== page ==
Went to “The Cove” to swim today with the fam. It’s a beach on the Nanticoke River, which empties a few miles away into the Chesapeake Bay. It’s a great place for kids since the waves are tiny. Definitely a good place to take children to learn to swim before allowing them to brave the waves of the Atlantic in Ocean City, Maryland (known as OC to us locals )or Rehoboth Beach, Delaware (both about 35 miles east of The Cove).
Of course OC is a party sport, especially for college kids, and is chock full of high rises and condos. I prefer Rehoboth Beach because it has more of a community feel. The town is still a livable town. Whereas OC is much more commercialized. Also I should note that Rehoboth Beach is the east coast beach destination for gays and lesbians. While it doesn’t matter to me if the beach is shared with homosexuals, I want to paint an accurate portrait of the place for readers.
This is a follow up to the previous post.
Bourdain’s comments inspired me to think about some rules of travel… Here is what I wrote down in two emails and sent to some friends:
I think it [what Bourdain wrote] is brilliant!
Over the past several years I have really attempted to travel as a lifestyle. In the beginning you visit Chicago or New York or Paris and come back with tales defining the experience and the place as a whole aka “France was amazingggggg” . Something strange happens when you begin to visit new places with some frequency. You realize that you have not visited “France” as much as you enjoyed a singular experience. Your trip was limited by your timing, personality, other people on the trip, your health (try having a good sick vacation), etc… there are a ton of variables that all contribute to the cumulative thing you forevermore will refer to as your “Trip to France”. I think Tony states as much when he writes, “I encounter some people — or take them along. They show me their lives. We go some places –meet some friends. I tell you how that felt to me. THAT’S what we do.” And I think that is why so many people love the show. His show is ultimately about his experience- it’s not as much about “look you can do this, too” like many of the other travel shows. Sure, you can visit some of the same places- and should- but it’s the philosophy of the singular experience that makes his show- and your trip to France- great. The politics? Blah. Travelers are above politics or should be. It’s about the experience.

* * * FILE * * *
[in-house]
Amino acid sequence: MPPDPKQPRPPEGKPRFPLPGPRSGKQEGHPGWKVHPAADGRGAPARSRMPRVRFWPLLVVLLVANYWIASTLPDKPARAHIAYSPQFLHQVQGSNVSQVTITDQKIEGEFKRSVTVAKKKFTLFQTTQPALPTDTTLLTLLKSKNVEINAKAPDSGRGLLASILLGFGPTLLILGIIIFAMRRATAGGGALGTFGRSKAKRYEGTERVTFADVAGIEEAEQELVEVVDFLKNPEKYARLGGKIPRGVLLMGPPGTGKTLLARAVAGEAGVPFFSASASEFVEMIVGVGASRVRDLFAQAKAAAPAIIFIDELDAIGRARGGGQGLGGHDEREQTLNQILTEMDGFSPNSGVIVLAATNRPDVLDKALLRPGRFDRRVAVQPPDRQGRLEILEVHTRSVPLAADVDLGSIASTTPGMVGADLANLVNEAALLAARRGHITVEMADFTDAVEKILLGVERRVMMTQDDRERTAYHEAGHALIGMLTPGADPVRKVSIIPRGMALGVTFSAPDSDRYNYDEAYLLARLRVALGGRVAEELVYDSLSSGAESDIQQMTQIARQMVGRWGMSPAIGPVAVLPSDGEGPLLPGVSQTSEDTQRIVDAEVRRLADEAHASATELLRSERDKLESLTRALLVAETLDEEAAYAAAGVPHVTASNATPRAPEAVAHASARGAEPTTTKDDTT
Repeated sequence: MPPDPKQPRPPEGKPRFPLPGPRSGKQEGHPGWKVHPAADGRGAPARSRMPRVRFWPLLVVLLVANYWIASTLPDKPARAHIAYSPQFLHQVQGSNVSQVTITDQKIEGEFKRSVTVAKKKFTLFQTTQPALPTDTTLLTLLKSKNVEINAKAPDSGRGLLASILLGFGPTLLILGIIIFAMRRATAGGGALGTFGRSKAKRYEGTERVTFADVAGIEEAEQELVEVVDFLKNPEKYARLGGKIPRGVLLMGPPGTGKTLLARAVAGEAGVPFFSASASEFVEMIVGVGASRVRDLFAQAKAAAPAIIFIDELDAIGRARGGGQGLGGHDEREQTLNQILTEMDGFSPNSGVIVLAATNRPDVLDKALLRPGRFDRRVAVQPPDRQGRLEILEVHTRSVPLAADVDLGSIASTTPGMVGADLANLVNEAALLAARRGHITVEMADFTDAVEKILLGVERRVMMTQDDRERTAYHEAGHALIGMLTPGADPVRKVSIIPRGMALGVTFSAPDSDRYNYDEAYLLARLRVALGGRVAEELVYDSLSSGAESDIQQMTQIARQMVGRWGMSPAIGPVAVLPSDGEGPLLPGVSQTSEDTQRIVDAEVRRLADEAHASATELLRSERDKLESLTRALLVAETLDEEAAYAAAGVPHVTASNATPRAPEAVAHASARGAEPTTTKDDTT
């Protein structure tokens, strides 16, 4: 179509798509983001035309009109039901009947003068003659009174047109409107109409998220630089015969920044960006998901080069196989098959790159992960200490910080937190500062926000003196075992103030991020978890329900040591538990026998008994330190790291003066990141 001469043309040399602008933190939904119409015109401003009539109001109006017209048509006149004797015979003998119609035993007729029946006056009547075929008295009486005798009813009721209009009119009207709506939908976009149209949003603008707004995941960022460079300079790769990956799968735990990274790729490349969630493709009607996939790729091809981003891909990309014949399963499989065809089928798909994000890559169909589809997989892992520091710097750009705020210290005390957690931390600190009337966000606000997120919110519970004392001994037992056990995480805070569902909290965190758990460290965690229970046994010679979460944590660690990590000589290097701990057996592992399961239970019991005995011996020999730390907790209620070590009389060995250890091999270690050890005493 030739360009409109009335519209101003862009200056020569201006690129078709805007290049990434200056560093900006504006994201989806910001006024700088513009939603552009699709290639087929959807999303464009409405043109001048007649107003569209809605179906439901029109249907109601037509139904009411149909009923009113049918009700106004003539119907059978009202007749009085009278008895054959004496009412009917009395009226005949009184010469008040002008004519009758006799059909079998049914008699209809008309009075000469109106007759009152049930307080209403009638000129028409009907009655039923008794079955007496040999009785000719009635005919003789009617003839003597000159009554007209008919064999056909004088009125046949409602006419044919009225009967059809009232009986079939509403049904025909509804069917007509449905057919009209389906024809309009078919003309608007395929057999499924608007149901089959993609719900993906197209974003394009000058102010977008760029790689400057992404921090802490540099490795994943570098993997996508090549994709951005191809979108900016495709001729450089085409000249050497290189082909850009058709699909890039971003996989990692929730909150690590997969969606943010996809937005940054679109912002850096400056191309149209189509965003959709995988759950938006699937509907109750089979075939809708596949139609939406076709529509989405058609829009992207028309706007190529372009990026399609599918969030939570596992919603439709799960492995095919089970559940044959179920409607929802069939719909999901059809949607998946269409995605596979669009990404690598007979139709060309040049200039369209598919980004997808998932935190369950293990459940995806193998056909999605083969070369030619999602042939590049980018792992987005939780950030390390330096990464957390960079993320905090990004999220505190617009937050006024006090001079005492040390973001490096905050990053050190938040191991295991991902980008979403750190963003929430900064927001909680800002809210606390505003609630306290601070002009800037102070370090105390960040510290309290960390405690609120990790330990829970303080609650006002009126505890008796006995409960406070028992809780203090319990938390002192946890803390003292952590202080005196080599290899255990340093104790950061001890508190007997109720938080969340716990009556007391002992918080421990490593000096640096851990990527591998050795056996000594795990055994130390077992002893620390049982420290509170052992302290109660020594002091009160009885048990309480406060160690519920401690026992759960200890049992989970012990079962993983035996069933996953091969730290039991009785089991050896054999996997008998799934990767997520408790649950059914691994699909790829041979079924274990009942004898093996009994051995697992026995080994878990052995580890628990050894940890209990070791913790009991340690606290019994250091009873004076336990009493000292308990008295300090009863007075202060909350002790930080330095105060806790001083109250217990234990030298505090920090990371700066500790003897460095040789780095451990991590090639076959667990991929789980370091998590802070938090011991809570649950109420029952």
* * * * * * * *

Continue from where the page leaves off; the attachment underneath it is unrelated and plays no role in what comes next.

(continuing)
***************** 2nd Email********************
My number one rule is to respect the country and their rule. My
application might be controversial. .. when I ran with the bulls in
Pamplona, Spain, last year I found out they have the “running of the
nudes”. No, no don’t get excited. It’s a bunch of PETA people without
the balls/ovaries to actually run in the buff. Instead, they wear
bathing suits and run through the streets protesting the run. Now I am
all for the good people of Spain demonstrating, but I, as a US citizen,
do not think it is right for other Americans to travel to another
country and protest. To belabor the point, I was against the Iraq war
from the beginning, but when I attended a concert by Canadian band
Skinny Puppy in Ohio and they were protesting America I was likewise
Perhaps I watched too many original star trek episodes, but for me, the
prime directive of not interfering with “alien” cultures should be
respected. I’m there to observe the culture and enjoy it, not try to
change it to favor mine (which would kinda defeat the point of
I subscribe to a Yahoo! email group that is centered on Chef Anthony Bourdain. Bourdain has a travel show on the Travel Channel called, “No Reservations”. Recently Bourdain wrote what I consider a manifesto for people who currently enjoy travel as a lifestyle or aspire to.
I have crafted a response, but I’ll give you a day to read Bourdain’s rant first…
Canada is always a welcome respite. It allows me to gleefully shuck off the burdens of my everyday 24 hour news cycle, crackberry and internet driven insanity and replace it with wonderful food, friendly people, Cuban cigars and lovely, smoky scotch.
The first stop was Niagara Falls. The falls is amazing, but the experience is limited to a few moments. After gazing into the hydro-powered beauty for five minutes the time comes to acknowledge the sight and move along. In my three trips to the area the city seems a bit limited. It’s chock full of wax museums, knick knacks, bong shops and standard touristy schlock.